Various groups extended their condolences to Bayan Muna Rep. Eufemia Cullamat after photos of her slain daughter was posted or shared by military and various media outfits then circulated it on November 29.
Jevilyn, 22, was reported killed in an encounter between the Army’s 3rd Special Forces Battalion and the New People’s Army (NPA) in Surigao del Sur on November 28. Soldiers said Jevilyn served as a medic of the NPA.
What caught people’s attention in the photos was how the military posed beside the remains of Jevilyn and beside her displayed the reported seized flags, subversive documents and high-powered rifles. Jevilyn’s cold remains was also shown holding a rifle, that could have been placed on her, positioned her for the ‘photo opportunity’ (photo ops) and positioned the other reported seized items beside her. Especially since Armed Forces of the Philippines (AFP) spokesperson Brig. Gen. Edgard Arevalo said it was “half a day of hike” from the site of the clash to be able to confirm the identity of the body.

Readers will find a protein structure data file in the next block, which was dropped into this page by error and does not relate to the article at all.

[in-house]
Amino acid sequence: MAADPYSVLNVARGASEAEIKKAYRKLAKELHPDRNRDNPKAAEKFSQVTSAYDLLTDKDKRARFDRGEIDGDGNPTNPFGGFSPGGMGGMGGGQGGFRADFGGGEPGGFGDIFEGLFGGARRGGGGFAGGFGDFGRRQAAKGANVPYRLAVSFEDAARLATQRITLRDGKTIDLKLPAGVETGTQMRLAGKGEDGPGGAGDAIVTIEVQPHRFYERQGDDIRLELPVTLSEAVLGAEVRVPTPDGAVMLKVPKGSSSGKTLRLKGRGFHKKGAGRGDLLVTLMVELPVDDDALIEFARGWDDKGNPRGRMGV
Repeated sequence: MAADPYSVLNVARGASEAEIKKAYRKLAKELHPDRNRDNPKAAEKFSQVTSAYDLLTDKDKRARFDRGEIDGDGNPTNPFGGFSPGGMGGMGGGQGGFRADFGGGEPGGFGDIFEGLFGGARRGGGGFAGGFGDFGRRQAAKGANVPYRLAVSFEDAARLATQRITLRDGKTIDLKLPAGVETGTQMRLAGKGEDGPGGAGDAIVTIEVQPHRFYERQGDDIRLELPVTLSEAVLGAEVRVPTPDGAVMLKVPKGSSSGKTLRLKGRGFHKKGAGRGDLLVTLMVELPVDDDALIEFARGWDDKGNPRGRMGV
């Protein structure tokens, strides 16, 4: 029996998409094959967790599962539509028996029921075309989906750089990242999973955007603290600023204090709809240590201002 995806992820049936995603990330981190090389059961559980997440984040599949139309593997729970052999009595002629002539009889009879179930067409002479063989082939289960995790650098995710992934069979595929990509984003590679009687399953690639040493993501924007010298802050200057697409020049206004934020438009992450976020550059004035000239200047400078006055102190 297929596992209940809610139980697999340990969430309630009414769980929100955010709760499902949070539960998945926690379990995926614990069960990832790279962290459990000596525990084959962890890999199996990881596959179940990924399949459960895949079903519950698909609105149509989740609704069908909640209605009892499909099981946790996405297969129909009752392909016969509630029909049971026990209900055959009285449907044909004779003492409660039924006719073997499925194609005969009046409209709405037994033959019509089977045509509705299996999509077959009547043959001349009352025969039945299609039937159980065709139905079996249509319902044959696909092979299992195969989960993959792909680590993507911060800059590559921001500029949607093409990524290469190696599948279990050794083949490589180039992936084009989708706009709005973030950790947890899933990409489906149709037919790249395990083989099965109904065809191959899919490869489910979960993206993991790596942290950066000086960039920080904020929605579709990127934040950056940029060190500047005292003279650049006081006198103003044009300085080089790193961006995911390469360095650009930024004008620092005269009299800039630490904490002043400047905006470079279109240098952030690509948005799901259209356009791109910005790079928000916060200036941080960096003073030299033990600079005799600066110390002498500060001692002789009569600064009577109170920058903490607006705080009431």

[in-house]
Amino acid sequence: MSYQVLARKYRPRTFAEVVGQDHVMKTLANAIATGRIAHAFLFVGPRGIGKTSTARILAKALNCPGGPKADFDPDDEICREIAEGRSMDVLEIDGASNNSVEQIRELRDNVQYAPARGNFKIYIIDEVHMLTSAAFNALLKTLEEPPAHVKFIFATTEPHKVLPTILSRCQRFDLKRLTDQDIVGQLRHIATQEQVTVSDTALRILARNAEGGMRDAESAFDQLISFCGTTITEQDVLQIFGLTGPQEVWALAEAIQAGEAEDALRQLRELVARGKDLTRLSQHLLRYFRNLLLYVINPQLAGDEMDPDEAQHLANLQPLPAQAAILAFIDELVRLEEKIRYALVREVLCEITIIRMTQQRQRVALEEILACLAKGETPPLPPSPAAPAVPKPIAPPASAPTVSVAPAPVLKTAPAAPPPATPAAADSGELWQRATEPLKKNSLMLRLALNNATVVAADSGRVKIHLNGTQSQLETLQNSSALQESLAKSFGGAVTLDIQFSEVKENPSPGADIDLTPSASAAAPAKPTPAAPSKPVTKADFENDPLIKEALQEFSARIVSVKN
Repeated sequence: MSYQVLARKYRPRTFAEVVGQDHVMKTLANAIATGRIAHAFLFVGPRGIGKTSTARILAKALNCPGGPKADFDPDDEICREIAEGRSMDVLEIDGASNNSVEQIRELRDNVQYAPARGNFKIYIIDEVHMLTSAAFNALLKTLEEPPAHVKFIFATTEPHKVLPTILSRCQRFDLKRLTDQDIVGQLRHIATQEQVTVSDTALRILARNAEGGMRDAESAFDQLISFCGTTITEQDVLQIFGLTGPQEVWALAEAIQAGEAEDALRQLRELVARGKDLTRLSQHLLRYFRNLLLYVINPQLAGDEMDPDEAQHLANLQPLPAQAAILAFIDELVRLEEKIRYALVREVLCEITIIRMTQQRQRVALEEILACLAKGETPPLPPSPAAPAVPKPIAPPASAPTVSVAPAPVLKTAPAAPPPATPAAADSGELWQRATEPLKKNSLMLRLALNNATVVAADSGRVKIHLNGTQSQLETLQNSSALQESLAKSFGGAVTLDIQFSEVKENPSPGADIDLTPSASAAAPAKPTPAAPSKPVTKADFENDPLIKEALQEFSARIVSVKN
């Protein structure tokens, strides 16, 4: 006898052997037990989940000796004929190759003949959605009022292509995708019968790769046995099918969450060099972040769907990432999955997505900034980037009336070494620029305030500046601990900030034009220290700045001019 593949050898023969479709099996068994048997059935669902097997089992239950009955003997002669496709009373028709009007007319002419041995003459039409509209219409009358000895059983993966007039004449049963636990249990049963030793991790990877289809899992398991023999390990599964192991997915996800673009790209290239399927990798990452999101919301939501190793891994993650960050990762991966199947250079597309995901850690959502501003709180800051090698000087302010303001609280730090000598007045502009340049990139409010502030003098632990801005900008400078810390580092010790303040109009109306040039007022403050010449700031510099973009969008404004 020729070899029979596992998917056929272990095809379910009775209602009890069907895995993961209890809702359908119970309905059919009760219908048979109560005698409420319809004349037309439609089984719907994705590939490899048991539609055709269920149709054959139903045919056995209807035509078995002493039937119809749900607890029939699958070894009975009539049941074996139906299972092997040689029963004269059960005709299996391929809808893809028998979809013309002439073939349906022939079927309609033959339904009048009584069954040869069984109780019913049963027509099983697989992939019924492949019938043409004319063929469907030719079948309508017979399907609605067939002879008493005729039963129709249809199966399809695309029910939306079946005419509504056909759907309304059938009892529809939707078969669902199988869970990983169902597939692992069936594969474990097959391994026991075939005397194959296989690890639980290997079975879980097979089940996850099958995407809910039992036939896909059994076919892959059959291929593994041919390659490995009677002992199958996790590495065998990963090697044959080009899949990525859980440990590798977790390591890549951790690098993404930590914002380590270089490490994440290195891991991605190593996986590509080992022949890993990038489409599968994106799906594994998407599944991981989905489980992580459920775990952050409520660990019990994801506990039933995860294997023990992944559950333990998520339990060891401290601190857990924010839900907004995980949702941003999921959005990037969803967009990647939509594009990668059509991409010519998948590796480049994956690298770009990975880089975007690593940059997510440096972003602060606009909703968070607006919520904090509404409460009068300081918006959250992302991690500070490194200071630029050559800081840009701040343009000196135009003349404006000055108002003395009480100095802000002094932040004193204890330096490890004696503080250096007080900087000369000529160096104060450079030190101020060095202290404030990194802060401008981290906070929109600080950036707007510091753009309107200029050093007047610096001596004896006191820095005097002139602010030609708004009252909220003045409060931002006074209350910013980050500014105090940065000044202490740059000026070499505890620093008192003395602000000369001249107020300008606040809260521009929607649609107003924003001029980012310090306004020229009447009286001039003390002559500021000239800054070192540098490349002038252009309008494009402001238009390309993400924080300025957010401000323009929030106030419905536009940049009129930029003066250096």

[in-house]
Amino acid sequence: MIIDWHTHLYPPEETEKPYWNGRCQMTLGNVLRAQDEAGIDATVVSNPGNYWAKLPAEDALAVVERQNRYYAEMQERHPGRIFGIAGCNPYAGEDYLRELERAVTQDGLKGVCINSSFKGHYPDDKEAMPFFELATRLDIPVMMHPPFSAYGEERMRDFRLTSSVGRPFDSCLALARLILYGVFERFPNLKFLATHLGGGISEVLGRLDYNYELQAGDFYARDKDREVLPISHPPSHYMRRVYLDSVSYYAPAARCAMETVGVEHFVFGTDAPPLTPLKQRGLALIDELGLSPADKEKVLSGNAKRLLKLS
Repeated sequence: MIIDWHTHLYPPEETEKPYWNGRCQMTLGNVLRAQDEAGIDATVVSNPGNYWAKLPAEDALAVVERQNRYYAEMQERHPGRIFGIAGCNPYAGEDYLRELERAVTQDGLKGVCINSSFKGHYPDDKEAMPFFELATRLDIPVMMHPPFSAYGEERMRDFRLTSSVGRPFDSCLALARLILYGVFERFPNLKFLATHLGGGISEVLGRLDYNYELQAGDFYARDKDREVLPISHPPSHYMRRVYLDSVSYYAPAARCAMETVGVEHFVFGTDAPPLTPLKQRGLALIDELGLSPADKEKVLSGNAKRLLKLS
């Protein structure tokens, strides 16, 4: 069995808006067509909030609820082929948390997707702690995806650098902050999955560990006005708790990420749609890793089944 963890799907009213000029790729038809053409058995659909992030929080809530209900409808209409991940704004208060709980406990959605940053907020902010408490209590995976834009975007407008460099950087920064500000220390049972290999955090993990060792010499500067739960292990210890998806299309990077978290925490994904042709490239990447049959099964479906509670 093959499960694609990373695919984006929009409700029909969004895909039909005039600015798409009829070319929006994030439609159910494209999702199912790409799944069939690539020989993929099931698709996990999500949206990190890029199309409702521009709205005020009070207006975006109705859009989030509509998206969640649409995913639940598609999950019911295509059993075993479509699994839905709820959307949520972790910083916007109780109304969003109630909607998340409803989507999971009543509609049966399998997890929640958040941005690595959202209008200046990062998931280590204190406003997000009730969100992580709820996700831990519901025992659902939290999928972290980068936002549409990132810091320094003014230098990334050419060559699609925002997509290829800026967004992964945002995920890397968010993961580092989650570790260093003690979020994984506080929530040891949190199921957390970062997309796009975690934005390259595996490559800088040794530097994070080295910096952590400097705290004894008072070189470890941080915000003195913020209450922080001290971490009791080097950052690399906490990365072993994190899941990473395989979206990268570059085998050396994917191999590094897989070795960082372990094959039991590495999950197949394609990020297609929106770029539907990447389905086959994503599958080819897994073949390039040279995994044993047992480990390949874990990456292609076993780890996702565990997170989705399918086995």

Arevalo said that the pictures were taken “for reporting and documentation purposes.”
But to pose with the dead?
“We cannot find good reason in posing for photos with the lifeless body of Jevilyn Cullmat, alongside seized firearms and communist flags,” said Commission on Human Rights (CHR) spokesperson Atty Jacqueline Ann de Guia on the death of Jevilyn.
“It is a cause for concern when representatives of the government treats the death of another Filipino as victory. Time and again, we have condemned armed conflict because, in the end, nobody really wins, especially when it leads to ruined lives and communities. However, in instances when armed atrocities are inevitable, we trust that all involved parties adhere to international humanitarian law (IHL) in limiting the effects of armed conflict,” the CHR spokesperson also said.